Despite a growing number of potential outlets, most efforts to revive a TV show after it's been canceled still prove to be unsuccessful. The latest series to meet that fate is "Dark Matter," the clever and creatively impressive series canceled by Syfy on September 1st.
Fans of the show had been quick to organize a "save our show" campaign, while co-creator and executive producer Joseph Mallozzi worked to try the series a new home. He had been recounting his efforts on his blog and on Saturday posted the news that efforts to revive the show had failed:
All good things must come to an end – some much sooner than expected. Sadly, such is the case for Dark Matter. Despite word of the cancellation by syfy, fandom rose up and gave us new hope. We sought to buck the odds and find our little show a new home. But unfortunately, I just learned that our final option has proven unworkable due to contractual issues. It’s a shame because these potential saviors reached out to me and offered a creative solution that, had it worked, would have been a sci-fi fan’s dream scenario. But, alas, it was not to be. In time, I would love to tell you all about it.
As for what’s next for Dark Matter? My first choice would be to complete the story in comic book format where it originally began, but I’ve just started to look into the possibility now. Beyond that, I’m not sure.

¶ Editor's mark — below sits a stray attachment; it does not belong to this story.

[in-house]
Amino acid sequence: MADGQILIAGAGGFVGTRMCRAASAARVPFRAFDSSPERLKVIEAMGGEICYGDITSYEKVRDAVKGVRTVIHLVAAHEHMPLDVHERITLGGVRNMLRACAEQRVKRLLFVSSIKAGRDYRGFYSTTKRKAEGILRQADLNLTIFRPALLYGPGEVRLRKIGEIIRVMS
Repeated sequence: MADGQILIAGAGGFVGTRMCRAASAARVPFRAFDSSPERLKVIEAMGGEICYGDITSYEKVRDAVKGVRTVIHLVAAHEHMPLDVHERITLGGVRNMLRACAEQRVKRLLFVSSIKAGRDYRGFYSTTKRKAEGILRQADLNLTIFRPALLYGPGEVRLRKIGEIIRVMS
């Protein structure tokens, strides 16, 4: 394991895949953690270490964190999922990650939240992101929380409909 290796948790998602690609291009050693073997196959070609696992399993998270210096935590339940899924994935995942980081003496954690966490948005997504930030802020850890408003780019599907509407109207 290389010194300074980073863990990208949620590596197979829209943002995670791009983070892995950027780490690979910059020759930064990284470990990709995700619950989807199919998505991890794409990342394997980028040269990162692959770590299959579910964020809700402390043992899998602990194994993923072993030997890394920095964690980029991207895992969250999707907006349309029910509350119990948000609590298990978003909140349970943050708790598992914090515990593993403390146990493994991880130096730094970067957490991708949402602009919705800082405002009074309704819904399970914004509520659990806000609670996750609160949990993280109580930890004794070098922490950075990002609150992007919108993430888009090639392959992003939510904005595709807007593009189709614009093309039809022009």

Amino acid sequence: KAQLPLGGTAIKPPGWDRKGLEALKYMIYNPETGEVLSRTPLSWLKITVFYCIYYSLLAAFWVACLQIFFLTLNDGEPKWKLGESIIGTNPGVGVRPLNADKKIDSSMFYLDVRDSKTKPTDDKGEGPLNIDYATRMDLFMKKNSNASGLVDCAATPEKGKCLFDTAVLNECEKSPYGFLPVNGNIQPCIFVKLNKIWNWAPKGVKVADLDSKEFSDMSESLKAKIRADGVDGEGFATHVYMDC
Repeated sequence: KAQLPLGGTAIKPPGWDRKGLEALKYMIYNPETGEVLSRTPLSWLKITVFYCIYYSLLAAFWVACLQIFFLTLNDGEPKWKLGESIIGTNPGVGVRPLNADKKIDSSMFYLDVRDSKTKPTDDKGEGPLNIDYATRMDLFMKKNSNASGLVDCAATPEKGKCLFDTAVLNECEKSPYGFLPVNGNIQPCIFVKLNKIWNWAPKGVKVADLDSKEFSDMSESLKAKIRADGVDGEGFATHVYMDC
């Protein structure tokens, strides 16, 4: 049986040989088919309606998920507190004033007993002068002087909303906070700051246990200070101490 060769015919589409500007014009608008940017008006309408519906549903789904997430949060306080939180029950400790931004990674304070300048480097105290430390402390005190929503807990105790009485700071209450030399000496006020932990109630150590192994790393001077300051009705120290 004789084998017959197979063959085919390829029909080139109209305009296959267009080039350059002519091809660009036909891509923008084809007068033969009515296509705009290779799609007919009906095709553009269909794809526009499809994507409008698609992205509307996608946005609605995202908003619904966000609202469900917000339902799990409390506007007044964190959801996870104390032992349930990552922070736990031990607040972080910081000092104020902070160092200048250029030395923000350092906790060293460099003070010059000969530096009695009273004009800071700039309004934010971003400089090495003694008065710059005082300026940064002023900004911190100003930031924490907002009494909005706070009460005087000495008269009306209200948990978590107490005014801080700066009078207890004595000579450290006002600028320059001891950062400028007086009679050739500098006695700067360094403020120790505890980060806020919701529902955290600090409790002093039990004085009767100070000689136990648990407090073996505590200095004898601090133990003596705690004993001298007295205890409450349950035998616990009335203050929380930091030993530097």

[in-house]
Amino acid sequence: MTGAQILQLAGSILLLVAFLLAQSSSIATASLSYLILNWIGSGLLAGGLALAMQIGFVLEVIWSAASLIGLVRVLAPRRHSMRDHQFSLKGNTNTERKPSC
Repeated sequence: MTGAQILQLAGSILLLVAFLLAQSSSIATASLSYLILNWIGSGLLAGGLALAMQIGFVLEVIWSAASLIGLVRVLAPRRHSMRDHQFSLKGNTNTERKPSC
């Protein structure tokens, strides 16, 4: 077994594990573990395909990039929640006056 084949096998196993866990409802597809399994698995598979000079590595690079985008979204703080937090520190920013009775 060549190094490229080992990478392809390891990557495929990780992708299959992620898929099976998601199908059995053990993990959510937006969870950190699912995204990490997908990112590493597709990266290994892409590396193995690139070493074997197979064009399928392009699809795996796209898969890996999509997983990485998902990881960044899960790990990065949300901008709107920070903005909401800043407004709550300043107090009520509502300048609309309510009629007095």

Thank you to my cast and crew who made it all possible.
And an especially HUGE THANK YOU to all of you, the viewers and fans, who made Dark Matter one of syfy’s most watched shows and who rallied and made your voices heard these past few weeks.
I said it before and I’ll say it again...
You all deserved better.
These efforts are always difficult, because it involves a lot of complex moving parts. There are contractual wranglings with the studio and networks, the cast is only tied to the show for a limited window and then are the budget challenges. But as a fan of "Dark Matter," I was hoping this might work out differently.